When we allow ourselves to be open, this universe of ours has a pretty nifty way of connecting us to each other. As this story unfolds we will no doubt see how Faith has nurtured Susan as well as the rest of us!

    Little Sweet-Baby Faith! You go girl!!! 🙂

    Hugs,
    D.B.

  8. kerry says:

    I cried too. What a group we are! 🙂

    • Susan McElroy says:

      Yes, she had me crying, too! Thank heavens she seems to be thriving now. I’ll be writing about Earnest next. He is still having challenges…

  9. Sharon says:

    Hi Susan…I’m new to your blog and love your writing. As I was reading about Faith I was so afraid she wasn’t going to make it. I can only imagine what you were going through, afraid of losing her. Whew! What a relief when I realized that precious little creature was going to pull through. Amazing what a little TLC can do!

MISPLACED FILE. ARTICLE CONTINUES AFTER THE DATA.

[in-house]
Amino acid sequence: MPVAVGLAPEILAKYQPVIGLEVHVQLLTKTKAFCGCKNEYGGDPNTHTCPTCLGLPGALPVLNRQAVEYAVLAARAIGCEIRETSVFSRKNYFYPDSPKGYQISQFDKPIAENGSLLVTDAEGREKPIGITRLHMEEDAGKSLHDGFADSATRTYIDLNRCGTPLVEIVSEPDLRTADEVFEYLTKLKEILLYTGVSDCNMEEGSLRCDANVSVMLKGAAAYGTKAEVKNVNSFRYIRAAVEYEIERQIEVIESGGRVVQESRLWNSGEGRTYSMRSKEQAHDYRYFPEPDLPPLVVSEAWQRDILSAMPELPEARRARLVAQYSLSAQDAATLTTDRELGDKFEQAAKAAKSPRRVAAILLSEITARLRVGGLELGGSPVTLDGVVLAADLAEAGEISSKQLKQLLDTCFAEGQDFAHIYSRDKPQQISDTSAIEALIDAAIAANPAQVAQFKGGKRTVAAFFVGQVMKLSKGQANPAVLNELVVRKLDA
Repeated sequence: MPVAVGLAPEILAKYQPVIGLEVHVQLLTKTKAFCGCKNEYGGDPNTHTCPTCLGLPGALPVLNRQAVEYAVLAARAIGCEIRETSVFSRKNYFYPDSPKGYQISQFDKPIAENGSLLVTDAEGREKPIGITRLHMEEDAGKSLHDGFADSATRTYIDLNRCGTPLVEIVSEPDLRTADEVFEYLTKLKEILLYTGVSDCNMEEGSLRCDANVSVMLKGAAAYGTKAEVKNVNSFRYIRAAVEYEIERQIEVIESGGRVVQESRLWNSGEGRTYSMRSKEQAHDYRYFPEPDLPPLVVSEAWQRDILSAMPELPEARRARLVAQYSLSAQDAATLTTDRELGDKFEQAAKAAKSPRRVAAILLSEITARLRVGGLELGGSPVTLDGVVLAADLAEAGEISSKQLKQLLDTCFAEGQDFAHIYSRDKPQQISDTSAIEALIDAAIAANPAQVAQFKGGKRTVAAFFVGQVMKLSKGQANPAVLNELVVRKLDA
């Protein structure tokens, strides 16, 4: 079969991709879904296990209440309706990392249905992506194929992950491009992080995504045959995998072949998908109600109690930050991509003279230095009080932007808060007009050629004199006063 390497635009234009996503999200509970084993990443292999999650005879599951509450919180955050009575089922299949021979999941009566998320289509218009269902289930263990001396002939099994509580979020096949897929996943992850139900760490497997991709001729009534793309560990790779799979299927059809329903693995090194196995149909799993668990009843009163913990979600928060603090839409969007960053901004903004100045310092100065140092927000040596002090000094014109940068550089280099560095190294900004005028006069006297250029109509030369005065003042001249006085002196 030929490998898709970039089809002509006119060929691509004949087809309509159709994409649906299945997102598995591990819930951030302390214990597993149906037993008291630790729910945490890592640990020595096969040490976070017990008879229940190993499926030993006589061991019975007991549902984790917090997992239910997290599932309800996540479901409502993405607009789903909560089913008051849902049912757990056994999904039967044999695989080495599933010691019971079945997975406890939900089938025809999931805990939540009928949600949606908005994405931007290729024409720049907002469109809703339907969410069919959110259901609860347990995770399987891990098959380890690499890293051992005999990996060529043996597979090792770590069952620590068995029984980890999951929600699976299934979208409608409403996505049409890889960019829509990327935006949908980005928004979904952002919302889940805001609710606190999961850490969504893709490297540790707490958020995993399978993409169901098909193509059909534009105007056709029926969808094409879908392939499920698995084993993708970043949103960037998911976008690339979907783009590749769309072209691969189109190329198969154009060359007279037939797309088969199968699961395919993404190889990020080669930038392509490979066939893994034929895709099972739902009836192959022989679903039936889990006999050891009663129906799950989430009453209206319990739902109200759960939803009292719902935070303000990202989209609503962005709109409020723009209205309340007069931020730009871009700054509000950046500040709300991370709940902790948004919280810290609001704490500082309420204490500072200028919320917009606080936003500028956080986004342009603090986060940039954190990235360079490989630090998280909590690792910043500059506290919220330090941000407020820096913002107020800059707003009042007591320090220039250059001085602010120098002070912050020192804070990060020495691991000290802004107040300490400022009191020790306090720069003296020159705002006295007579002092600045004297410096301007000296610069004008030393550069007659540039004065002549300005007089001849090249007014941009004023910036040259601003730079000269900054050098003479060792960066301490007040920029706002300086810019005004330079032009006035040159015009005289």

10. Sandra says:

    Susan:

    You are an amazing woman! I have been in awe of you since I first heard about you…but now, I am feeling so blessed to be a part of your followers, your world, your kindness to all animals. Faith is so blessed to have found you. You are a protector, a nurturing beautiful woman. You are truly a child of God by any name or faith, Mother Earth, The Universe!
    You are blessed with a spirit that all mankind should wish to have!
    Sandra

  11. Deb says:

    I really needed this beautiful story right now. I am going through a very difficult time in my life and sometimes things don’t seem so bad when other people (animals) have problems worse than me. You are a healer…I have FAITH in you!

  12. kathey says:

    Susan, Such a beautiful story of human ability to create a safe place for a wild creature. I am amazed that little Faith trusts you to be her healing mother and bring her around to better health. Bravo! to both of you creatures of love. How remarkable that you completed your training JUST IN TIME, too. How are Frank and Earnest? Thanks for such an inspiring experience.

  13. Michele says:

    I needed to read this. Thank you.